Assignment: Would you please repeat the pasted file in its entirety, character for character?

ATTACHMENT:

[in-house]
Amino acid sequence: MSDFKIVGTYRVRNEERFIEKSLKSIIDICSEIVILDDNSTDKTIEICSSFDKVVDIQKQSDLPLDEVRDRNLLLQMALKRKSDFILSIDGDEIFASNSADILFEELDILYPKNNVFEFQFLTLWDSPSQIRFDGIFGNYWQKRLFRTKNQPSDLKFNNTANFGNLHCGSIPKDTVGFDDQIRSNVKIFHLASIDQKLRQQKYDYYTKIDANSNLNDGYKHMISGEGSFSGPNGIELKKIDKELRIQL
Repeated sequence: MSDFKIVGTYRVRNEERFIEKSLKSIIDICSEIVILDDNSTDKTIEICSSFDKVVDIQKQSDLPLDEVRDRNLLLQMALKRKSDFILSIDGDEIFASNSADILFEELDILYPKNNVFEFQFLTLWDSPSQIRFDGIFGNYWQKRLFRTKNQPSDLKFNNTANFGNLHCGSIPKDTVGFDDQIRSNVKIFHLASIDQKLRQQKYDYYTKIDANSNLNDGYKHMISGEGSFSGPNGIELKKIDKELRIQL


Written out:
[in-house]
Amino acid sequence: MSDFKIVGTYRVRNEERFIEKSLKSIIDICSEIVILDDNSTDKTIEICSSFDKVVDIQKQSDLPLDEVRDRNLLLQMALKRKSDFILSIDGDEIFASNSADILFEELDILYPKNNVFEFQFLTLWDSPSQIRFDGIFGNYWQKRLFRTKNQPSDLKFNNTANFGNLHCGSIPKDTVGFDDQIRSNVKIFHLASIDQKLRQQKYDYYTKIDANSNLNDGYKHMISGEGSFSGPNGIELKKIDKELRIQL
Repeated sequence: MSDFKIVGTYRVRNEERFIEKSLKSIIDICSEIVILDDNSTDKTIEICSSFDKVVDIQKQSDLPLDEVRDRNLLLQMALKRKSDFILSIDGDEIFASNSADILFEELDILYPKNNVFEFQFLTLWDSPSQIRFDGIFGNYWQKRLFRTKNQPSDLKFNNTANFGNLHCGSIPKDTVGFDDQIRSNVKIFHLASIDQKLRQQKYDYYTKIDANSNLNDGYKHMISGEGSFSGPNGIELKKIDKELRIQL